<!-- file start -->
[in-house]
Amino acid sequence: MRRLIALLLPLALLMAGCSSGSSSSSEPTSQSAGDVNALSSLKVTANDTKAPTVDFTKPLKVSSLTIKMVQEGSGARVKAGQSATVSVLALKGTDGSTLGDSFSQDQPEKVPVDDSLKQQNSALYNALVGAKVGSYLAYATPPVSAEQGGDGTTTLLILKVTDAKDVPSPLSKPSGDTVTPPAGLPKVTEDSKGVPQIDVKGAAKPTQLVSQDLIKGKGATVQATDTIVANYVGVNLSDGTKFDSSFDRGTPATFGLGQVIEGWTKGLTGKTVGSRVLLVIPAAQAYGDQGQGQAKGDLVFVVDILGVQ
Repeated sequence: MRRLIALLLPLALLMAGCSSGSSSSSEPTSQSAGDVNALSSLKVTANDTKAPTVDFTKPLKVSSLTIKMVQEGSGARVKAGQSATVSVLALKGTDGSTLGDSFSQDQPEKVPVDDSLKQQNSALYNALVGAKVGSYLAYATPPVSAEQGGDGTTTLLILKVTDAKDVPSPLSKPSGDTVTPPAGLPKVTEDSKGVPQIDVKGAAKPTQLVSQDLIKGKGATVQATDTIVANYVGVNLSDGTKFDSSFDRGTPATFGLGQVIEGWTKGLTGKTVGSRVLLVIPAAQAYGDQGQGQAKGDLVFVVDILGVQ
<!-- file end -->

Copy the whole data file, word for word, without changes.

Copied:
[in-house]
Amino acid sequence: MRRLIALLLPLALLMAGCSSGSSSSSEPTSQSAGDVNALSSLKVTANDTKAPTVDFTKPLKVSSLTIKMVQEGSGARVKAGQSATVSVLALKGTDGSTLGDSFSQDQPEKVPVDDSLKQQNSALYNALVGAKVGSYLAYATPPVSAEQGGDGTTTLLILKVTDAKDVPSPLSKPSGDTVTPPAGLPKVTEDSKGVPQIDVKGAAKPTQLVSQDLIKGKGATVQATDTIVANYVGVNLSDGTKFDSSFDRGTPATFGLGQVIEGWTKGLTGKTVGSRVLLVIPAAQAYGDQGQGQAKGDLVFVVDILGVQ
Repeated sequence: MRRLIALLLPLALLMAGCSSGSSSSSEPTSQSAGDVNALSSLKVTANDTKAPTVDFTKPLKVSSLTIKMVQEGSGARVKAGQSATVSVLALKGTDGSTLGDSFSQDQPEKVPVDDSLKQQNSALYNALVGAKVGSYLAYATPPVSAEQGGDGTTTLLILKVTDAKDVPSPLSKPSGDTVTPPAGLPKVTEDSKGVPQIDVKGAAKPTQLVSQDLIKGKGATVQATDTIVANYVGVNLSDGTKFDSSFDRGTPATFGLGQVIEGWTKGLTGKTVGSRVLLVIPAAQAYGDQGQGQAKGDLVFVVDILGVQ